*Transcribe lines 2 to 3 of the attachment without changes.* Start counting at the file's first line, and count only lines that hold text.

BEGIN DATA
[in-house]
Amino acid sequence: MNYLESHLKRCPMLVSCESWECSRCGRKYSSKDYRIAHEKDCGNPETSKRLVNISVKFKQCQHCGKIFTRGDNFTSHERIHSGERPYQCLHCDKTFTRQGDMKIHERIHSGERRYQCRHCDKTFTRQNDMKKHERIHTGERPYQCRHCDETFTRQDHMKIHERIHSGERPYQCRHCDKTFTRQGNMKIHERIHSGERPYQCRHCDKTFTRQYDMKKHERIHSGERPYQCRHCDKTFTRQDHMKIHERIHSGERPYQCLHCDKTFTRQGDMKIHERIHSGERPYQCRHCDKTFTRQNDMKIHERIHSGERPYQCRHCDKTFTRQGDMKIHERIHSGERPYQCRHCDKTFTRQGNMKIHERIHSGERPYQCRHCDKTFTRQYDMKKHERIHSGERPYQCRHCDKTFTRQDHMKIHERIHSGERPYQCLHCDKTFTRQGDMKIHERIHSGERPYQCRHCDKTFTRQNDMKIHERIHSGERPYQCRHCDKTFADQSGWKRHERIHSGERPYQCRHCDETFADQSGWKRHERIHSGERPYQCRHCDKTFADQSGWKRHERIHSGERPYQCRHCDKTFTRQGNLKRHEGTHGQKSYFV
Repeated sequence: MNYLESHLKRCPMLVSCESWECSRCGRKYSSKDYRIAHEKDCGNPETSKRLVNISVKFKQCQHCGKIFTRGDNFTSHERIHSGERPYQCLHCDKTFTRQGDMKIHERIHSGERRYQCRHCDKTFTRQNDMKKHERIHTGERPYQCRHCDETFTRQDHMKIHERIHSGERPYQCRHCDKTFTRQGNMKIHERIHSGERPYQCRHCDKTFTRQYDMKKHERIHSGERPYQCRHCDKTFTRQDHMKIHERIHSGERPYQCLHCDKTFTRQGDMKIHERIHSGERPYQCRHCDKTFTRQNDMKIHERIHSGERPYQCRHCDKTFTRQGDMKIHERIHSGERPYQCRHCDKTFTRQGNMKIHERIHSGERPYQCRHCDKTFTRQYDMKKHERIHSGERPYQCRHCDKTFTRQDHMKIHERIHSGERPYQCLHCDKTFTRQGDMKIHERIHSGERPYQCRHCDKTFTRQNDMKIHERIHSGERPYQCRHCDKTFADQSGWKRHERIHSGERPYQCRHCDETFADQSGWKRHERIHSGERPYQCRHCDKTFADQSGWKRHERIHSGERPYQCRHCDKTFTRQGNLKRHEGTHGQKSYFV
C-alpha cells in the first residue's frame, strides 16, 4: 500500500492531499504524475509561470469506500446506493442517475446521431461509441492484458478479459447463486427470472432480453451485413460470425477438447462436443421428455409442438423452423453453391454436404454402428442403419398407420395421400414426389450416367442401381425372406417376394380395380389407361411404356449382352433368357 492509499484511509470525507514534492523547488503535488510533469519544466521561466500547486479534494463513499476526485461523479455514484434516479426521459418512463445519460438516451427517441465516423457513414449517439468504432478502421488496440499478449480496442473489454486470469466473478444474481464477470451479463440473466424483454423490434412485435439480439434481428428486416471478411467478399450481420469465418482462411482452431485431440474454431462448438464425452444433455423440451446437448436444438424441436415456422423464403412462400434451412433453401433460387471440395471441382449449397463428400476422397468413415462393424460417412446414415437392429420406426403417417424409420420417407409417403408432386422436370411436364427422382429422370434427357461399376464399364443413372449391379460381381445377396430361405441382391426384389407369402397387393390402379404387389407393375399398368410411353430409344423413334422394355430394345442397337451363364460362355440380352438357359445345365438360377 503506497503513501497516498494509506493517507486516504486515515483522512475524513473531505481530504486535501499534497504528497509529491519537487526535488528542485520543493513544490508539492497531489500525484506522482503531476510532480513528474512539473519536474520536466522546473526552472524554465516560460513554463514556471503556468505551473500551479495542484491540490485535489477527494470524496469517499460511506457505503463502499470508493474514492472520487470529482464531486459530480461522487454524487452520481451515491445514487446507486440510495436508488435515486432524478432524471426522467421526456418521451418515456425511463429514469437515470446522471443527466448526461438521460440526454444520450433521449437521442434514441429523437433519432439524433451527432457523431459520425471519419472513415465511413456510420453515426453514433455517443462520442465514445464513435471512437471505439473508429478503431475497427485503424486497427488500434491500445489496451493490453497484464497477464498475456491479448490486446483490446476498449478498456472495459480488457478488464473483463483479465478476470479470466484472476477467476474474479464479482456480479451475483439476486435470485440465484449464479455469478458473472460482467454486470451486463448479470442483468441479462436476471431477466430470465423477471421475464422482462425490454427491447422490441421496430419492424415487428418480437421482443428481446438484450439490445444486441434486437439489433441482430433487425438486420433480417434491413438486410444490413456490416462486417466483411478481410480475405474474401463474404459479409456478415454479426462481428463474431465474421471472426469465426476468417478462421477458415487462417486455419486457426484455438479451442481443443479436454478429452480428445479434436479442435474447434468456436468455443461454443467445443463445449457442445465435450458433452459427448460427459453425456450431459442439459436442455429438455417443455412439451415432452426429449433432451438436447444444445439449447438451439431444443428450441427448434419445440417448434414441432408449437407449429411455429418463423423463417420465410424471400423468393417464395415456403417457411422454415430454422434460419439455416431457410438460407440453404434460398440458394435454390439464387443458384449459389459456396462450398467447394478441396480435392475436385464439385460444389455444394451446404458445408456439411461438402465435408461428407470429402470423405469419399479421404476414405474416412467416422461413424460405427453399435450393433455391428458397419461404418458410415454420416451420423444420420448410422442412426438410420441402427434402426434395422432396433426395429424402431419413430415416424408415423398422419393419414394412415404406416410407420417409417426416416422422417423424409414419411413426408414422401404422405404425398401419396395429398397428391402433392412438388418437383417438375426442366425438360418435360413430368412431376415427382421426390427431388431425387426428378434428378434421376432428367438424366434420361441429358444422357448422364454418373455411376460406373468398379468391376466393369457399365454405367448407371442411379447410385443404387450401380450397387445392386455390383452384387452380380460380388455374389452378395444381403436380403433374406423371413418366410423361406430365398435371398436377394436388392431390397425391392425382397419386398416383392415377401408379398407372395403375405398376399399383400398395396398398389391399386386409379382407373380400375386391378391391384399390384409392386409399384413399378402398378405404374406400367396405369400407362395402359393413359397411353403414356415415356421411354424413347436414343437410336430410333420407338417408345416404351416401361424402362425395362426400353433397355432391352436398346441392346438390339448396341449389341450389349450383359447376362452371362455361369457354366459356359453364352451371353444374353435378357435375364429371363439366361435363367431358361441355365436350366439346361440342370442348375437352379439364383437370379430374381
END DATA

Amino acid sequence: MNYLESHLKRCPMLVSCESWECSRCGRKYSSKDYRIAHEKDCGNPETSKRLVNISVKFKQCQHCGKIFTRGDNFTSHERIHSGERPYQCLHCDKTFTRQGDMKIHERIHSGERRYQCRHCDKTFTRQNDMKKHERIHTGERPYQCRHCDETFTRQDHMKIHERIHSGERPYQCRHCDKTFTRQGNMKIHERIHSGERPYQCRHCDKTFTRQYDMKKHERIHSGERPYQCRHCDKTFTRQDHMKIHERIHSGERPYQCLHCDKTFTRQGDMKIHERIHSGERPYQCRHCDKTFTRQNDMKIHERIHSGERPYQCRHCDKTFTRQGDMKIHERIHSGERPYQCRHCDKTFTRQGNMKIHERIHSGERPYQCRHCDKTFTRQYDMKKHERIHSGERPYQCRHCDKTFTRQDHMKIHERIHSGERPYQCLHCDKTFTRQGDMKIHERIHSGERPYQCRHCDKTFTRQNDMKIHERIHSGERPYQCRHCDKTFADQSGWKRHERIHSGERPYQCRHCDETFADQSGWKRHERIHSGERPYQCRHCDKTFADQSGWKRHERIHSGERPYQCRHCDKTFTRQGNLKRHEGTHGQKSYFV
Repeated sequence: MNYLESHLKRCPMLVSCESWECSRCGRKYSSKDYRIAHEKDCGNPETSKRLVNISVKFKQCQHCGKIFTRGDNFTSHERIHSGERPYQCLHCDKTFTRQGDMKIHERIHSGERRYQCRHCDKTFTRQNDMKKHERIHTGERPYQCRHCDETFTRQDHMKIHERIHSGERPYQCRHCDKTFTRQGNMKIHERIHSGERPYQCRHCDKTFTRQYDMKKHERIHSGERPYQCRHCDKTFTRQDHMKIHERIHSGERPYQCLHCDKTFTRQGDMKIHERIHSGERPYQCRHCDKTFTRQNDMKIHERIHSGERPYQCRHCDKTFTRQGDMKIHERIHSGERPYQCRHCDKTFTRQGNMKIHERIHSGERPYQCRHCDKTFTRQYDMKKHERIHSGERPYQCRHCDKTFTRQDHMKIHERIHSGERPYQCLHCDKTFTRQGDMKIHERIHSGERPYQCRHCDKTFTRQNDMKIHERIHSGERPYQCRHCDKTFADQSGWKRHERIHSGERPYQCRHCDETFADQSGWKRHERIHSGERPYQCRHCDKTFADQSGWKRHERIHSGERPYQCRHCDKTFTRQGNLKRHEGTHGQKSYFV